For the internal user, the accountant is able to tailor his or her reports. The accountant is required to produce financial statements that are specifically relevant to the user requesting them.
The accountant needs to be skilled in identifying the information that is needed and conveying its implication and meaning to the user. The user needs to be confident that the accountant understands the user’s information needs and will satisfy them in a language that is understandable. The accountant must be a skilled communicator who is able to instil confidence in the user that the information is:
  relevant to the user’s needs;
  measured objectively;
  presented within a time-scale that permits decisions to be made with appropriate information;
  verifiable, in that it can be confirmed that the report represents the transactions that have taken place;
  reliable, in that it is as free from bias as is possible;
  a complete picture of material items;
  a fair representation of the business transactions and events that have occurred or are being planned.
The accountant is a trained reporter of financial information. Just as for external reporting, the accountant needs commercial awareness. It is important, therefore, that he or she should not operate in isolation.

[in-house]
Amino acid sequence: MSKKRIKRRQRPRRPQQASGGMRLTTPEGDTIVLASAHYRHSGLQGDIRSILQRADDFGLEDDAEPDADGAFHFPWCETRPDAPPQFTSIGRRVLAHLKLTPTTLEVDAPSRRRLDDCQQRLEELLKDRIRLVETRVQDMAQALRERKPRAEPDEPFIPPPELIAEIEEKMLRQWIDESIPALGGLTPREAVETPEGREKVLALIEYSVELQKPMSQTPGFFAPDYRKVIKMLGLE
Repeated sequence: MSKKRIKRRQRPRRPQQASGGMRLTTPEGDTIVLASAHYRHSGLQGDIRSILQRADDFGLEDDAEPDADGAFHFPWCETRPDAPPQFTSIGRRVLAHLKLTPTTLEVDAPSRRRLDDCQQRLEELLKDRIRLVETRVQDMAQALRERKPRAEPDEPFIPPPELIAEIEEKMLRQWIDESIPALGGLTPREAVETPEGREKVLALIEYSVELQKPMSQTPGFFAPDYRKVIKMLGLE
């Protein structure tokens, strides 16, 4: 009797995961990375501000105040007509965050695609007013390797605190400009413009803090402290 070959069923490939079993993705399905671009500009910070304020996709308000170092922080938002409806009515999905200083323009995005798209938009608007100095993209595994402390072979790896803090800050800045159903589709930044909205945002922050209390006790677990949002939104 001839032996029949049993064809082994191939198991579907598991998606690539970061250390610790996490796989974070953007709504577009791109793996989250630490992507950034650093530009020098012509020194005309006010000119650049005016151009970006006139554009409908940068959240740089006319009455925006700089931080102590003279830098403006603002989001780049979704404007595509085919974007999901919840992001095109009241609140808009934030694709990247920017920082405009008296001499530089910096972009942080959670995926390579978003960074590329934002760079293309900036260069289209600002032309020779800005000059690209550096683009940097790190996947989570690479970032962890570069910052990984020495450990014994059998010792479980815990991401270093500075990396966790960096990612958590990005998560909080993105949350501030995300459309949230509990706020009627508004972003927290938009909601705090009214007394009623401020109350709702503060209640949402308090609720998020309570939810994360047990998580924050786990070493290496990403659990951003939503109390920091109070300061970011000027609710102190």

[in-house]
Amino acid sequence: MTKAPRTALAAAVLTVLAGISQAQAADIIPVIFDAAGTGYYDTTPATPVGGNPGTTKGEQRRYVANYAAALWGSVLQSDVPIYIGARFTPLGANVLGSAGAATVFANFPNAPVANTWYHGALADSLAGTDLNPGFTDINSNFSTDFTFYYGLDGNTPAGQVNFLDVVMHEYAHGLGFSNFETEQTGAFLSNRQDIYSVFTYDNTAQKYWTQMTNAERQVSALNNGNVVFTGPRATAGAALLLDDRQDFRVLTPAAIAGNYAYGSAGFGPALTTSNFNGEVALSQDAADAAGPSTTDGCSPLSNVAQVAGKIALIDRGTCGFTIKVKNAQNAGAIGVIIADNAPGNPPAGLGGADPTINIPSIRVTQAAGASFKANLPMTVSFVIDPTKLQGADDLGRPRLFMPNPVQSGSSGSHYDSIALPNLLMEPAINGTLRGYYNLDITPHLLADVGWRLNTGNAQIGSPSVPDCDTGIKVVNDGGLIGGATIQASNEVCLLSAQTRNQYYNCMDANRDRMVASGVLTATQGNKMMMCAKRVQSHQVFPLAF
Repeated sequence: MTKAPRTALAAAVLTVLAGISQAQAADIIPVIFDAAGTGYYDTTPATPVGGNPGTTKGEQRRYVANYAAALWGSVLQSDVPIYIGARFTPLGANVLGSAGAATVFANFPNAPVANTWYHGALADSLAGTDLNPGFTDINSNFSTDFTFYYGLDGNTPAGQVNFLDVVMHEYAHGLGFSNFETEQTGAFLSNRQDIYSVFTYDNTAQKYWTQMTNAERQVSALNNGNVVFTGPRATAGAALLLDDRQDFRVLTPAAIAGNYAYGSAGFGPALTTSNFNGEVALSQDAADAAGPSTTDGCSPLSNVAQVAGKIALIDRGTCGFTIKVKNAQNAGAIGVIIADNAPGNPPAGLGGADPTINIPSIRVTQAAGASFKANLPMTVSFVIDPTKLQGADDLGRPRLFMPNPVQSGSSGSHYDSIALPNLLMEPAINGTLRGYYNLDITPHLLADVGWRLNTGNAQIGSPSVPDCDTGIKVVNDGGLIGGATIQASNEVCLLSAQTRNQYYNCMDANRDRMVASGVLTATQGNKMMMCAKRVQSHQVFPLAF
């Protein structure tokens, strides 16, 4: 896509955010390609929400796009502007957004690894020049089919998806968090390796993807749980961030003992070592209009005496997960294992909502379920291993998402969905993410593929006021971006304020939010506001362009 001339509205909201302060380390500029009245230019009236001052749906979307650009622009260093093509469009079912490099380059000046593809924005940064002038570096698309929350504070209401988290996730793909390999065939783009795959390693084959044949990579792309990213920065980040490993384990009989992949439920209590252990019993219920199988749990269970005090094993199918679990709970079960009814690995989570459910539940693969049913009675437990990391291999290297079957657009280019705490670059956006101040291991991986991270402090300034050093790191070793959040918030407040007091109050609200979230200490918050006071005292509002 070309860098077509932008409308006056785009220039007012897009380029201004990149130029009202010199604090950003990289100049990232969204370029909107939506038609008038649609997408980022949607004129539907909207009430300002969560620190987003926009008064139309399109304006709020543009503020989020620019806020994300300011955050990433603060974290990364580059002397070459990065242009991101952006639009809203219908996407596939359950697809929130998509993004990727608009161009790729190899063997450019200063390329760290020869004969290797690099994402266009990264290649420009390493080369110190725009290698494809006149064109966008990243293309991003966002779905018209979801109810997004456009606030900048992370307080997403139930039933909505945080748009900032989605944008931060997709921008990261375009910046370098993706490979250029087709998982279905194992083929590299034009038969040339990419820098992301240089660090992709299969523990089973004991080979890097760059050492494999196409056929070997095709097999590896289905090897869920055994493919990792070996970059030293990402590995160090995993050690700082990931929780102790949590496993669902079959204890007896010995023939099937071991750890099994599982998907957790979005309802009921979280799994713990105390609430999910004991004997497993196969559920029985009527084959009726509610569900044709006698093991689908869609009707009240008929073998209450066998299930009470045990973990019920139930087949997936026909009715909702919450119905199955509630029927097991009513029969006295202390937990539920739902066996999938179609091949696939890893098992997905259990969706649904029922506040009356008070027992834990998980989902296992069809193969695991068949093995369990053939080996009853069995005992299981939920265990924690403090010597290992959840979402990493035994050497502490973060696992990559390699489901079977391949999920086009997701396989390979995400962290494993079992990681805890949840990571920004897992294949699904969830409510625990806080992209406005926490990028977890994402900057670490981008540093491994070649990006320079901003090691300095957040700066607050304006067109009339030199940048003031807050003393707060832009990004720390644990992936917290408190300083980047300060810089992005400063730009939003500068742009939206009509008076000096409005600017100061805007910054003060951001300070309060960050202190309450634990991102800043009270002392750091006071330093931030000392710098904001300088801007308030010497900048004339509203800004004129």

1.5.1 Accountant’s reporting role

The accountant’s role is to ensure that the information provided is useful for making decisions. For external users, the accountant achieves this by providing a general-purpose financial statement that complies with statute and is reliable. For internal users, this is done by interfacing with the user and establishing exactly what financial information is relevant to the decision that is to be made.
We now consider the steps required to provide relevant information for internal users.

1.6 Procedural steps when reporting to internal users

A number of user steps and accounting action steps can be identified within a financial decision model. These are shown in Figure 1.1.
Note that, although we refer to an accountant/user interface, this is not a single occurrence because the user and accountant interface at each of the user decision steps.
At step 1, the accountant attempts to ensure that the decision is based on the appropriate appraisal methodology. However, the accountant is providing a service to a user and,
Figure 1.1 General financial decision model to illustrate the user/accountant
while the accountant may give guidance, the final decision about methodology rests with the user.
At step 2, the accountant needs to establish the information necessary to support the decision that is to be made.
At step 3, the accountant needs to ensure that the user understands the full impact and financial implications of the accountant’s report taking into account the user’s level of understanding and prior knowledge. This may be overlooked by the accountant, who feels that the task has been completed when the written report has been typed.